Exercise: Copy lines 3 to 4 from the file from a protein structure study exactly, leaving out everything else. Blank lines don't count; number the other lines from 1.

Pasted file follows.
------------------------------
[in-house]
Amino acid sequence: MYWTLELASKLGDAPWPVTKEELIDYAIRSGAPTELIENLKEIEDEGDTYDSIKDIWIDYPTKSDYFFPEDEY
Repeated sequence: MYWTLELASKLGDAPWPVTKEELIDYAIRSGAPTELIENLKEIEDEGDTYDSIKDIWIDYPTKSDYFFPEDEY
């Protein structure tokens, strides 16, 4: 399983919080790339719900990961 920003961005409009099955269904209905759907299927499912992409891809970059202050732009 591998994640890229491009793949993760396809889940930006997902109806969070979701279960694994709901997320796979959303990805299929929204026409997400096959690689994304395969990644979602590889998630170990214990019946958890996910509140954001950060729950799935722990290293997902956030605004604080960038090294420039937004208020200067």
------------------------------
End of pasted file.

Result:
Repeated sequence: MYWTLELASKLGDAPWPVTKEELIDYAIRSGAPTELIENLKEIEDEGDTYDSIKDIWIDYPTKSDYFFPEDEY
């Protein structure tokens, strides 16, 4: 399983919080790339719900990961 920003961005409009099955269904209905759907299927499912992409891809970059202050732009 591998994640890229491009793949993760396809889940930006997902109806969070979701279960694994709901997320796979959303990805299929929204026409997400096959690689994304395969990644979602590889998630170990214990019946958890996910509140954001950060729950799935722990290293997902956030605004604080960038090294420039937004208020200067």